An Israeli air strike killed 54 civilians, including 37 children, on Sunday, prompting Lebanon to tell U.S. Secretary of State Condoleezza Rice she was unwelcome in Beirut and fuelling world pressure for a ceasefire.

The raid on the southern village of Qana was the bloodiest single attack during Israel's 19-day-old war on Hizbollah. Rescue workers dug through the rubble with their hands for hours, lifting out the twisted, dust-caked corpses of children.

- From Israel air strike kills 54 civilians
This incident follows an earlier one in which UN peacekeepers were killed by Israeli bombs.

Israel has apologized over the four deaths and called the incident a mistake. U.N. officials said they repeatedly asked Israel to stop bombing near the post in the hours before it was destroyed.

- From UN deputy issues warning over peacekeeper deaths
How hollow do those apologies sound to the families of the victims? These incidents serve to feed the cycle of violence that's defined life in the region, fulfilling Bush's prophecy of an endless war.

Tuesday, July 25, 2006

Who needs pesky checks and balances?

President Bush knows so well what's best for us, let's just get it over with and disband the legislative and judicial branches of government. Since we're in a never-ending war where all matters of state involve national security, there's no point in less-informed and enemy-inclined legislators, not to mention those darned activist judges, bogging down the decision-making that is best left to good King George.

The American people aren't so good at determining policy issues either. Heck, we don't even get the chance to sit in on security briefings like our representatives, and we all know how out of the loop they are. And how else to explain the Presidents ever-dropping approval ratings. We might as well ditch the whole concept of representative democracy and sign over our collective destinies to the wisdom of the all-mighty (George W not God, although I guess he does speak for God).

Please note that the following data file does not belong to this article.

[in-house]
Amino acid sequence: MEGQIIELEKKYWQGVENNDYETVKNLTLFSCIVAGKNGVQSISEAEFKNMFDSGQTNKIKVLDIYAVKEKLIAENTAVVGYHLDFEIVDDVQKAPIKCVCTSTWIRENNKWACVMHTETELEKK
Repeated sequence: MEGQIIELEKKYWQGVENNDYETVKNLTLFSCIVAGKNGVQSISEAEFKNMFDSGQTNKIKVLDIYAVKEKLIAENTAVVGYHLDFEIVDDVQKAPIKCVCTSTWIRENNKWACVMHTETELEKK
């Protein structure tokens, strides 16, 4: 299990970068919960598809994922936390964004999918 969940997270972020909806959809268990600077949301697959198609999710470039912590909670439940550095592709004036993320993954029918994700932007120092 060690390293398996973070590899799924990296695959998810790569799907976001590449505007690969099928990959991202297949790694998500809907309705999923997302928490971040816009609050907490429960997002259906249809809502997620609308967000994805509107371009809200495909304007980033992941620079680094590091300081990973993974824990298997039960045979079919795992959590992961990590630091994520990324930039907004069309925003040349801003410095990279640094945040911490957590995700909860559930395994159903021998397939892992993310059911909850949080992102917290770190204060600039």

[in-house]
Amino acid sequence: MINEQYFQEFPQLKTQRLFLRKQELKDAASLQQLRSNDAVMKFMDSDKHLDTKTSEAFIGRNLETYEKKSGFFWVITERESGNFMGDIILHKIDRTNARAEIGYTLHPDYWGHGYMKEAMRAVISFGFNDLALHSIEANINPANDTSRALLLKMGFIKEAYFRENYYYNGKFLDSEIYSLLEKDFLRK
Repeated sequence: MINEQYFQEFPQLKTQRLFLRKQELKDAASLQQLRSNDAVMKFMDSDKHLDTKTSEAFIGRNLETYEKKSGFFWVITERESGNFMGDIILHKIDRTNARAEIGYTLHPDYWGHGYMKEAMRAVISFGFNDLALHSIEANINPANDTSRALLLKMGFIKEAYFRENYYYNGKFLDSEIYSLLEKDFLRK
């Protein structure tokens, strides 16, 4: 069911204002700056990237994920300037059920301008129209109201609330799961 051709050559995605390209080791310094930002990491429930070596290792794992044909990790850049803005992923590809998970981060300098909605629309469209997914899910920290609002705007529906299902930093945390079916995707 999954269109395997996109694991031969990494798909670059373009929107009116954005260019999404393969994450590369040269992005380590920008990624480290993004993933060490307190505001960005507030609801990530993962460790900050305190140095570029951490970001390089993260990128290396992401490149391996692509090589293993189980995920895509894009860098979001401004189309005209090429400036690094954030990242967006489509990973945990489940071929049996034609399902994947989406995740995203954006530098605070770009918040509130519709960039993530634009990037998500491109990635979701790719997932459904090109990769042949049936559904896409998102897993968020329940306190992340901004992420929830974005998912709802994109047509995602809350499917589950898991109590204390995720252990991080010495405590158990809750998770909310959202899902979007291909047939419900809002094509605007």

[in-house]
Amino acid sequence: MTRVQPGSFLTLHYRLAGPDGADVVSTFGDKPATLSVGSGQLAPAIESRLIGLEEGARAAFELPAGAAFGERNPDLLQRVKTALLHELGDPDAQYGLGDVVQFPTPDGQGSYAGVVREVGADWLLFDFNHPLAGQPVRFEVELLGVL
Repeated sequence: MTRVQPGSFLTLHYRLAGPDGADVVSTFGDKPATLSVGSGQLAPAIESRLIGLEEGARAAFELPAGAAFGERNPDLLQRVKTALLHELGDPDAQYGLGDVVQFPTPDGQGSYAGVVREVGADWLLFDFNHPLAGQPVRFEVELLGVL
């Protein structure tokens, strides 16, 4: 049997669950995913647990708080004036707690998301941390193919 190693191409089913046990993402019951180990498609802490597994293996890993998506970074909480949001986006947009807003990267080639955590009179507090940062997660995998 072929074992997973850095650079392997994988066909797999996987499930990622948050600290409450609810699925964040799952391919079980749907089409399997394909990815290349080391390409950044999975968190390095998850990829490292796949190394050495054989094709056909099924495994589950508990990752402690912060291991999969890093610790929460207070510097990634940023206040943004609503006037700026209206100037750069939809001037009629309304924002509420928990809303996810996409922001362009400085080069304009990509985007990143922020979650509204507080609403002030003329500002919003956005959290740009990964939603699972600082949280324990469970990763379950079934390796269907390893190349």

One of those terrorist-loving senators actually had the nerve to seek a law that makes it possible to sue the beloved leader over his use of the practice of "signing statements." The explanation of what that means may sound a little wonkish, so read it for yourself below.

Specter crafts bill to let Congress sue Bush


WASHINGTON -- A powerful Republican committee chairman who has led the fight against President Bush's signing statements said Monday he would have a bill ready by the end of the week allowing Congress to sue him in federal court.

''We will submit legislation to the United States Senate which will . . . authorize the Congress to undertake judicial review of those signing statements with the view to having the president's acts declared unconstitutional,'' Judiciary Committee Chairman Arlen Specter (R-Pa.) said on the Senate floor.

Specter's announcement came the same day that an American Bar Association task force concluded that by attaching conditions to legislation, the president has sidestepped his constitutional duty to either sign a bill, veto it, or take no action.

Bush has issued at least 750 signing statements during his presidency, reserving the right to revise, interpret or disregard laws on national security and constitutional grounds.

"That non-veto hamstrings Congress because Congress cannot respond to a signing statement," said ABA president Michael Greco. The practice, he added "is harming the separation of powers.''

Bush has challenged about 750 statutes passed by Congress, according to numbers compiled by Specter's committee.

The ABA estimated Bush has issued signing statements on more than 800 statutes, more than all other presidents combined.

Signing statements have been used by presidents, typically for such purposes as instructing agencies how to execute new laws.

Many of Bush's signing statements serve notice that he thinks parts of bills he is signing are unconstitutional or might violate national security.


Sunday, July 23, 2006

The Serpent, the Tree of Knowledge, and Evolution?

There is an article on about a new theory that links human evolution to an adaptation by primates to avoid snakes.

Maybe that's where the myth of Eve and the serpent came from? Some subconscious shout-out to the factor that propelled primates to evolve into humans. It was the fruit from the tree of knowledge that the serpent offered Eve, after all.

I'm posting excerpts from the article below, followed by passages from Genesis.

Study: Snake-spotting may have helped humans evolve

WASHINGTON (Reuters) -- Snakes may make people jump for a good reason -- human close-up vision may have evolved specifically to spot the reptiles, researchers reported on Thursday.

Humans, monkeys and other primates have good color vision, large brains, and use their vision to guide reaching and grasping.

But while some scientists believe these characteristics evolved together as early primates used their hands and eyes to pick fruit and other foods, Lynne Isbell, a professor of anthropology at the University of California Davis, believes they may have evolved to help primates evade snakes. ...